Rob Houwing, Sport24 chief writer
Cape Town – Forgive me my bemusement: it just seems that the Twenty20 game between the Proteas and Springboks is in some danger of being treated as an event a little more serious than it really should be.
It troubled me in the first place when the national cricket team’s selectors soberly announced before Christmas that they would favour “continuity” by naming a full-strength squad for Friday’s fixture (18:00) against the rugby specialists, marking the start of the three-day Festival of Cricket which replaces the more traditional New Year Test match at Newlands.
Surely a slightly better balance might have been struck in the competitiveness department, with respect, if the Proteas had thrown in four or five crowd-pleasing figures of, say, the early post-isolation era?
I’m thinking you could draw from names like Jonty Rhodes, Peter Kirsten, Daryll Cullinan, Brett Schultz, Mfuneko Ngam, Allan Donald, Paul Adams, Fanie de Villiers … etc.
A few golden oldies – perhaps not all of them in optimal physical condition these days, no bad “handicap” at all – wouldn’t dilute the fun appeal or have any detrimental effect on the gate, I am pretty sure.
Instead South Africa will field their T20 Full Monty, and we even saw newspaper back-page lead headlines on Thursday morning like “Kallis takes on the Boks” — as if the Proteas are having to bolster their arsenal for a genuinely weighty onslaught from the oval-ball gang.
Why, a touch of New Year madness has even engulfed that bastion of cricketing austerity, www.espncricinfo.com which, in its diary list of imminent international fixtures across the globe, duly records (thankfully in this order): “5th Test: Australia v England at Sydney”, “4th ODI: New Zealand v West Indies at Nelson” and “South Africa v Springboks at Cape Town”.
So if you can’t beat such eccentricity, why not join it? More than a little sympathetic to the excessive lead-up hype the Boks’ essentially part-time cricket personnel will have to try to live up to, I have just begun to imagine (possibly affected by this city’s mini-heatwave), the boot being placed on the other foot.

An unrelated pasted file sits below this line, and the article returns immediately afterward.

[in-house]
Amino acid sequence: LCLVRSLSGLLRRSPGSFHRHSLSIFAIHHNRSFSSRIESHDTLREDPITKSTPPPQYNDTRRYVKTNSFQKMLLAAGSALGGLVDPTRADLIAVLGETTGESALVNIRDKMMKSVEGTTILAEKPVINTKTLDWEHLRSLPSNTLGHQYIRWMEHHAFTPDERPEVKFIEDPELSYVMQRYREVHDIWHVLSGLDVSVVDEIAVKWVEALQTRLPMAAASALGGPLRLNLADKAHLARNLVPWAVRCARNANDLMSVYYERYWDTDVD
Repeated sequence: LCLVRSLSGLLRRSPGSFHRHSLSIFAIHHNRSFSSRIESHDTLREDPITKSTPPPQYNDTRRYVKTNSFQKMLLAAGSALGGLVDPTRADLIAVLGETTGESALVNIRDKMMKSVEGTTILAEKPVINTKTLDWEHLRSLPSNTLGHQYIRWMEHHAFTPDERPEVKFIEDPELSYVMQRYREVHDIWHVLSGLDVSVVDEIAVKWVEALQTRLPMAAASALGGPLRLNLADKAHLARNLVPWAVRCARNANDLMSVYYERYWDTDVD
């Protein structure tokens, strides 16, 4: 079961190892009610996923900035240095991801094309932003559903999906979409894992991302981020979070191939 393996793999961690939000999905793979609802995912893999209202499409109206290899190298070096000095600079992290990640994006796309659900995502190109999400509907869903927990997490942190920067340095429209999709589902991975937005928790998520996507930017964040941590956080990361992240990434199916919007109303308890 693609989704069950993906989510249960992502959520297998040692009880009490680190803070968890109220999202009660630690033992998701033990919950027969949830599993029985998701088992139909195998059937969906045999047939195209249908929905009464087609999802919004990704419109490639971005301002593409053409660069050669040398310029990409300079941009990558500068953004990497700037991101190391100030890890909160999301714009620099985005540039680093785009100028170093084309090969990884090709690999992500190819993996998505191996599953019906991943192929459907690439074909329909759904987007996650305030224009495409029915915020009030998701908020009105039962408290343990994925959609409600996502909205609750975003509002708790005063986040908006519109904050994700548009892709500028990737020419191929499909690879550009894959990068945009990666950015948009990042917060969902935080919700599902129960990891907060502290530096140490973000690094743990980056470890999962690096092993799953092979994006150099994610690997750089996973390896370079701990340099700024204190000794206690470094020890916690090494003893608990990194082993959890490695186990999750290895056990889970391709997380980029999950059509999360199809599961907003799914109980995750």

What if it was decided that the Proteas would have to cobble together a rugby team to tackle the Boks at their own favoured, XV-strong pursuit … perhaps across the road a few days later at the other Newlands?
I make no apology for the exercise not being hugely scientific – uh, blame it on the time of year – and fully appreciate that I may open myself up to such retorts as “How could you pick so-and-so at hooker when he was a scrumhalf at school, idiot?”
But in a daft few moments I imagined a random bunch of our current national cricketers (either Test or one-day, or both) standing in a group and their physical proportions in early 2014 being strongest features, in many cases, for selection for my phantom “Proteas rugby XV”.
So here goes …
15 David Miller
He hits a ball a very long way, so I’m figuring if he has a kick to match that he could just be the Proteas’ counter to Frans Steyn’s 55m dropped goals and the like.
14 Dale Steyn
His nickname is the Phalaborwa Express … which seems a good start if he is to directly oppose one Bryan Habana.
13 Faf du Plessis
With two Affies products (always a good start) in my midfield, and both their fathers having played rugby for Northern Transvaal, this was the easiest combo to pick.
12 AB de Villiers
Yes, he was a Craven Week-quality flyhalf, but sorry AB, you are famously versatile enough to make the minor adjustment to inside centre …
11 Imran Tahir
The “Slaptjips” of my team, if you like. You simply wouldn’t know what to expect of him at left wing. A bit like his bowling.
10 Herschelle Gibbs
OK, this is the one “cheat” pick: he’s no longer in the Proteas’ frame, but if you’d ever had the pleasure of seeing him at flyhalf for Bishops … let’s just say there’s a danger he’d shade Morné Steyn for X-factor.
9 JP Duminy
Well, he was hardly going to play in the second row, was he?
8 Ryan McLaren
You’ve got to be tough to take on Duane Vermeulen in this slot, and McLaren at least hails from the rock-hard pitches of Kimberley.
7 Rory Kleinveldt
A bit of assuring ballast is required at blindside flank if you are to match the exploits of Willem “Bone Collector” Alberts.
6 Alviro Petersen
Never write this guy off: amazingly always delivers just when the axe seems to be drawing closer. Clearly has the mettle to be the Proteas’ fetcher.
5 Morné Morkel
Might pinch a few lineout balls off the fingertips of Flip van der Merwe?
4 Lonwabo Tsotsobe
Tricky gig to go nose to nose with Eben Etzebeth (OK, when fit again), but at least Lopsy offers a good icy stare. Handling skills possibly open to scrutiny.
3 Jacques Kallis
Didn’t sniff this particular slot in his Wynberg heyday, it’s true, but Jakes is a rather burlier customer at 38. Gnarly right-shoulder provider … the Proteas’ own Martin Castrogiovanni, if you like.
2 Vernon Philander
He comes from Ravensmead where there aren’t too many Shrinking Violets – important for the task of thwarting Bissie. Stocky build hints at scrummaging efficiency, too. (Oh yes, if he pulled a hammie Roelof van der Merwe would earn my recall to duty for this role.)
1 Graeme Smith (capt)
Barrelling loosehead prop and inspiring, John Smit-like skipper. Give Biff a pop-pass a metre out and he’ll cross the chalk, no problem.
Any improvements on that combo, readers? Let’s hear them …